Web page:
For six decades attempts have been made to administrate the Cuban economy and the country’s society by means of centralized, rational planning, this being a "more adequate" structure according to the allegedly enlightened - and always self-interested - analysis of the country’s planning authority, be it Fidel Castro, the Communist Party of Cuba, or the shadowy political-military elite.
The attempt to control everything has backfired, yielding a tremendous lack of control, leading to inconsistencies in the use of resources and opportunities, which has generated a bizarre society racked by imbalances. The most extreme of these is having turned Cuba into a Third World economy, on the verge of bankruptcy, but with demographic statistics like those of Canada.
If aging and population contraction are a cause for concern in that country, in today’s Cuba it will be the trigger for a catastrophe of which the population seems to be oblivious, since the Government never transmits the need for the urgent changes that the demographic data warrants.
One of the most important cornerstones of the social contract - as an abstract idea - that allows a society to function is that, among those members that have ceased to be productive, those who need help are supported by the working members, thus creating a pyramid; the broader its working base, and the smaller its inactive apex, the more viable this scheme is.
As is too often the case with Cuban phenomena, its population pyramid is upside down. On the island the only population group that is growing is that of those over 60 years of age, which already exceeds 20% of the population; and the birth rate (births per 1,000 inhabitants) is the lowest in Latin America.
Cuba, thus, is the "oldest" and the least fecund country in the entire third world. The trend is so pressing that in total terms, and even without taking into account those who emigrate, the country’s population is, in addition to aging, decreasing, as 8,000 fewer people were born last year than died.
Other countries alleviate this situation by attracting immigrants, but who would want to work in Cuba? Cubans themselves are ceasing to do so, as today there are almost 200,000 fewer people working than five years ago. Hence, the mere three million Cubans in the productive sector are supporting the entire country.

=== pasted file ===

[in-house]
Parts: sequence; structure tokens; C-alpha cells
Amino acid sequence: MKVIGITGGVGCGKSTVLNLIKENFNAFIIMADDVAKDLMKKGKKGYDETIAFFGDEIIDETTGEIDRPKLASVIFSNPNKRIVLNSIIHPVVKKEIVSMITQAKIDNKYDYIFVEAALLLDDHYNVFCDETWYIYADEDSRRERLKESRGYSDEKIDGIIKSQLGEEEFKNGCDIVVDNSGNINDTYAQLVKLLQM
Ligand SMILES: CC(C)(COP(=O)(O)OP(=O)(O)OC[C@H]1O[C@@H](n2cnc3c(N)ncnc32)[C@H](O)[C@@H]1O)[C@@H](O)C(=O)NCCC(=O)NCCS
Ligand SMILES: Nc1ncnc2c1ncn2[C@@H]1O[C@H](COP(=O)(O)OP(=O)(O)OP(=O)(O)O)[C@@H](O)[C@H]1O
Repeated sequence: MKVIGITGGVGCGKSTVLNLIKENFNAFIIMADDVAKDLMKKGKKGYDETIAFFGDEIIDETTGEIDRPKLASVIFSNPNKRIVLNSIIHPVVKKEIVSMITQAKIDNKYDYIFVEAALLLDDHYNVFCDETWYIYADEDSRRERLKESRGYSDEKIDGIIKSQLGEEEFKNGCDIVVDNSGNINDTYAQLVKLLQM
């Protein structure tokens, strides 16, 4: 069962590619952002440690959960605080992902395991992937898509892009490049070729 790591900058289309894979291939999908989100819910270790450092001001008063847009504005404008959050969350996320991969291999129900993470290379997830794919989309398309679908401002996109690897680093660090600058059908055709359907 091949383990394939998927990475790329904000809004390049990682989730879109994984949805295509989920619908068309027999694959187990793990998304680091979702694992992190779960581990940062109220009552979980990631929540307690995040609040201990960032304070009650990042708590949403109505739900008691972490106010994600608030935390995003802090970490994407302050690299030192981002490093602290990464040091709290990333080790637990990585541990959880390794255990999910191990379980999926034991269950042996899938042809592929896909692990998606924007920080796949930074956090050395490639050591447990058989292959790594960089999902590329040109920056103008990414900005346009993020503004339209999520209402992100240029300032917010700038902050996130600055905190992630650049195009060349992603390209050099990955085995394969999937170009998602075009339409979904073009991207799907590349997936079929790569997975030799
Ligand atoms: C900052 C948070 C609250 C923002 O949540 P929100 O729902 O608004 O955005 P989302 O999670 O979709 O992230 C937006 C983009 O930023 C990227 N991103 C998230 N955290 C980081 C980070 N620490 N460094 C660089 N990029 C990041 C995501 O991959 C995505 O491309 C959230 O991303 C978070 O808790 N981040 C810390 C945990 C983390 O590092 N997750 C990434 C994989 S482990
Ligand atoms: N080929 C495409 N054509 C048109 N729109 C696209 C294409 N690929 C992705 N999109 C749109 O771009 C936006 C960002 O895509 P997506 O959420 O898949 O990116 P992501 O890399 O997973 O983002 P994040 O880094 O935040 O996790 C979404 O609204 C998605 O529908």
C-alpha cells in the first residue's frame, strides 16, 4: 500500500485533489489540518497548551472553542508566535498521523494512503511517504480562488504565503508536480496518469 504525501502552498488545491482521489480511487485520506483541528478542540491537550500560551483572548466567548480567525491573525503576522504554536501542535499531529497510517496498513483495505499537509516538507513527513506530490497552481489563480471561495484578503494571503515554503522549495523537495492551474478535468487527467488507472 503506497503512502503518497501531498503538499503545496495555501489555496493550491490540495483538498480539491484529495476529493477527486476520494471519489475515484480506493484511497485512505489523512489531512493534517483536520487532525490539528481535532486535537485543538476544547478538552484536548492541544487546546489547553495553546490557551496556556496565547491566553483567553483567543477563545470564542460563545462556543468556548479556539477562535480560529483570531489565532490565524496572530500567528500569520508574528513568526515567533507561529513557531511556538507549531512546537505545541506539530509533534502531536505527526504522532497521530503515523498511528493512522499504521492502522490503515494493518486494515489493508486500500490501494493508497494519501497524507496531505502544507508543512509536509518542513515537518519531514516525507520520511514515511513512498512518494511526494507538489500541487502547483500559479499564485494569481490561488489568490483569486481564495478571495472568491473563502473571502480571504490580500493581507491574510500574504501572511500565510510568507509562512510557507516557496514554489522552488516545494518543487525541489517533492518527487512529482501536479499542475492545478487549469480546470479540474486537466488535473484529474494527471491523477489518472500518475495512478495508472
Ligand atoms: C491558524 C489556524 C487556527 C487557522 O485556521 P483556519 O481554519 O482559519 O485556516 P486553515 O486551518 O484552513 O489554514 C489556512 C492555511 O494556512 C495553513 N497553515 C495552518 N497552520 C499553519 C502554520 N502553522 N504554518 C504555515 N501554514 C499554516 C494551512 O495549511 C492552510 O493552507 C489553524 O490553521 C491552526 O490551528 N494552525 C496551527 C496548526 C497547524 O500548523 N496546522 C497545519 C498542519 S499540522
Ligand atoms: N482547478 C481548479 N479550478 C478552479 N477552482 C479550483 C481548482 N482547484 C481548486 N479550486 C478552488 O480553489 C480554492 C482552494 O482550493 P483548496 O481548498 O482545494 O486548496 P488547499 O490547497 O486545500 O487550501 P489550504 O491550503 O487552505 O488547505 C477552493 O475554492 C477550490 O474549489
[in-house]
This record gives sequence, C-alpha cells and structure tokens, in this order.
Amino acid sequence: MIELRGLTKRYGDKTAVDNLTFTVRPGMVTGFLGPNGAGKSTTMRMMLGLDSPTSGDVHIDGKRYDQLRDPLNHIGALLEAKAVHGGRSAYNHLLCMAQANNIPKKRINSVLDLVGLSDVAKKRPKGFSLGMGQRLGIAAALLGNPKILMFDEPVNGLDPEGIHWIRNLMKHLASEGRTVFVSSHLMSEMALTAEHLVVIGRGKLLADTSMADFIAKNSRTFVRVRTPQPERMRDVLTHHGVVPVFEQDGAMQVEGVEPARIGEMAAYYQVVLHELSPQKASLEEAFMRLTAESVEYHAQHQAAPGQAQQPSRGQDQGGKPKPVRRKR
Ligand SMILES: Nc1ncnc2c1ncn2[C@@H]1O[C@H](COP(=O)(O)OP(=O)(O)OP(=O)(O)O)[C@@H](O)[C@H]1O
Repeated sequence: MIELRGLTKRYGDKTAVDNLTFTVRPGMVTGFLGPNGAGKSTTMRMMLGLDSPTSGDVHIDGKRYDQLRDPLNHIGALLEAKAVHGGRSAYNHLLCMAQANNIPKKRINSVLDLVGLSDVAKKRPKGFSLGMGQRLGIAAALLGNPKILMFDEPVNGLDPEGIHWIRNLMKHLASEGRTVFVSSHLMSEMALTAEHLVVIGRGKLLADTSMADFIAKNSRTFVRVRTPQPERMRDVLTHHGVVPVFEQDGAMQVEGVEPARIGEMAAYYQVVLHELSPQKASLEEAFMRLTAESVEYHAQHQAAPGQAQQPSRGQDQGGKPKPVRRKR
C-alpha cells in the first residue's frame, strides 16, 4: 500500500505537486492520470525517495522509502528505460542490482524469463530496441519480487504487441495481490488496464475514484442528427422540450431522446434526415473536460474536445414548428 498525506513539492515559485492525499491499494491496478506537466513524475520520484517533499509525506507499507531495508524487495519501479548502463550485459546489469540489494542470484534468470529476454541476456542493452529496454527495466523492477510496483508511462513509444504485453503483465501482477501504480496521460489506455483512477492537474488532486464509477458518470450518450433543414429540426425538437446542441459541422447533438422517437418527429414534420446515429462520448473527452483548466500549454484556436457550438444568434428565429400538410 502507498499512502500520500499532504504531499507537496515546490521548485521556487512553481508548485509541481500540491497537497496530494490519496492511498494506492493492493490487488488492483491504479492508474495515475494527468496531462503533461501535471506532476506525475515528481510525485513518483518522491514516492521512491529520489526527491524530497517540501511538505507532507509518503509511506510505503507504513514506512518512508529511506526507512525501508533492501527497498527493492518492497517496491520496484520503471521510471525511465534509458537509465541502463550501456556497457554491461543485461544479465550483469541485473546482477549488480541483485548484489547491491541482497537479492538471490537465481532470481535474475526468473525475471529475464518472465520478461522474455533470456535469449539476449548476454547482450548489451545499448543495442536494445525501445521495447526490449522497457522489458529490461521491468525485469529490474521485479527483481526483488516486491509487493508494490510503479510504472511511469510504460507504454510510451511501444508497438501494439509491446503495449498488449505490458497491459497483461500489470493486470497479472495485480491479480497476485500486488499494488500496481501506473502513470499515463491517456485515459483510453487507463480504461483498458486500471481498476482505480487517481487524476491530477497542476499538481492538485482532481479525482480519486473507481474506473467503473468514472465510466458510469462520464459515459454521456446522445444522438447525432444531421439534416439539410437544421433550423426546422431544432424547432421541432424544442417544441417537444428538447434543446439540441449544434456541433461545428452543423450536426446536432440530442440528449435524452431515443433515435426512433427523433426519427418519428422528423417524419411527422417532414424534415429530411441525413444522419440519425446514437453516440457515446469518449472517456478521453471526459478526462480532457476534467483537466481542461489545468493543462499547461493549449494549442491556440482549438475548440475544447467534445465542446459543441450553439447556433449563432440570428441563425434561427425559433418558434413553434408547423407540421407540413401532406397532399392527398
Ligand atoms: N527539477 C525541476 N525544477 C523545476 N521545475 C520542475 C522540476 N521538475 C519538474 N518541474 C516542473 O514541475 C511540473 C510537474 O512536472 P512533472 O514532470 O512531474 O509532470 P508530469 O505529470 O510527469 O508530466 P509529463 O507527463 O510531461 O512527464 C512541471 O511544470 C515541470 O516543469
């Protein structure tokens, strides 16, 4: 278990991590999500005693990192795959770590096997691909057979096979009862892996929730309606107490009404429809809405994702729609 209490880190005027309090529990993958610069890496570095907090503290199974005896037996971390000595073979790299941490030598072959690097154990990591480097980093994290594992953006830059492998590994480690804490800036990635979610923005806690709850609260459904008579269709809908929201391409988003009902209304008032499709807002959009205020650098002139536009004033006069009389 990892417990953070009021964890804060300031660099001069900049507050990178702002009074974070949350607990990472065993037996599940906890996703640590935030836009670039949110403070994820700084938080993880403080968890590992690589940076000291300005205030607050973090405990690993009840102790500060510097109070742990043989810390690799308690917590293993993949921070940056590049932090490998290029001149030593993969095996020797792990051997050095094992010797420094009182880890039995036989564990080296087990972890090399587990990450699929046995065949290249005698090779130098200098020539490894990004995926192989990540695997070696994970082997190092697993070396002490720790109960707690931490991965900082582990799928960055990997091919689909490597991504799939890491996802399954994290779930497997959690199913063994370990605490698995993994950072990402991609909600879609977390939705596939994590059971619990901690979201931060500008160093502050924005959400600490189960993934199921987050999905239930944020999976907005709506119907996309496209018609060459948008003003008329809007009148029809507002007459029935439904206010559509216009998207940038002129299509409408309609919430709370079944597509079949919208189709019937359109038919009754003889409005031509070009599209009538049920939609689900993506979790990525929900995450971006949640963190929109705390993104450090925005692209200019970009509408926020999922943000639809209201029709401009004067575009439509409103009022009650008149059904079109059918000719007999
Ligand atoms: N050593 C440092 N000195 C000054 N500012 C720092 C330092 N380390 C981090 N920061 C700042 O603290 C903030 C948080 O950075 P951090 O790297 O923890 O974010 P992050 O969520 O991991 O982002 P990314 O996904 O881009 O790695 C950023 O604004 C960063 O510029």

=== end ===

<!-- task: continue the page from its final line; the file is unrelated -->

In places like Canada, a significant portion of the elderly have managed to accumulate wealth thanks to Social Security, savings accounts, insurance investments, securities, participation in business ownership, or real estate. As a result, a significant percentage of the elderly, even retirees, does not depend - up to a certain point – upon the country’s younger people.
In fact, the elderly in these countries form a social stratum with its own personality, whose savings largely finance the ventures of young people, and that also has a significant consumption capacity, which fuels a specialized industry; that is, although they are retired, withdrawn from direct production, the capital of these citizens continues to generate wealth.
In Cuba all those heading into retirement have only worked under Castroism’s stifling economic conditions, characterized by a state monopoly on production and property, so they never had the capacity to save, or the opportunity to invest, or to create or own companies. To top it all off, any properties they own are often dilapidated.
Hence, these people in Cuba who are no longer producing are a burden on today’s productive generations, who only inherit scant and obsolete capital, often suffering from technological deterioration.
Once retired Cubans stop creating wealth, their economic contributions cease, and they become sources of net spending. As they do not have any accumulated capital, they cannot finance current ventures - which continue to be hampered by the Government - nor can they be a group exhibiting significant consumption or generating aggregate demand strong enough for a sector to arise to satisfy it. Elderly Cubans are reduced to going around poorly dressed, eating bad bread, and knowing that the only trip they will be taking is to their local market.
They do have medical care that would be the envy of many of their Third World counterparts, which allows them to live almost to age 80, on average, but, as we can see, when there is a lack of freedom, even good results end up constituting a misfortune.
Of course, this situation is not the fault of that old man who, with a hunched back, walks around in the sun selling peanuts, or the lady who suffers through her joint pain to mend other people’s clothes. The blame lies with those who, even today, force young people to choose between living close to their parents, and struggling to support them, or living far away so that they can send them what they need to stop at a Freely Convertible Currency store.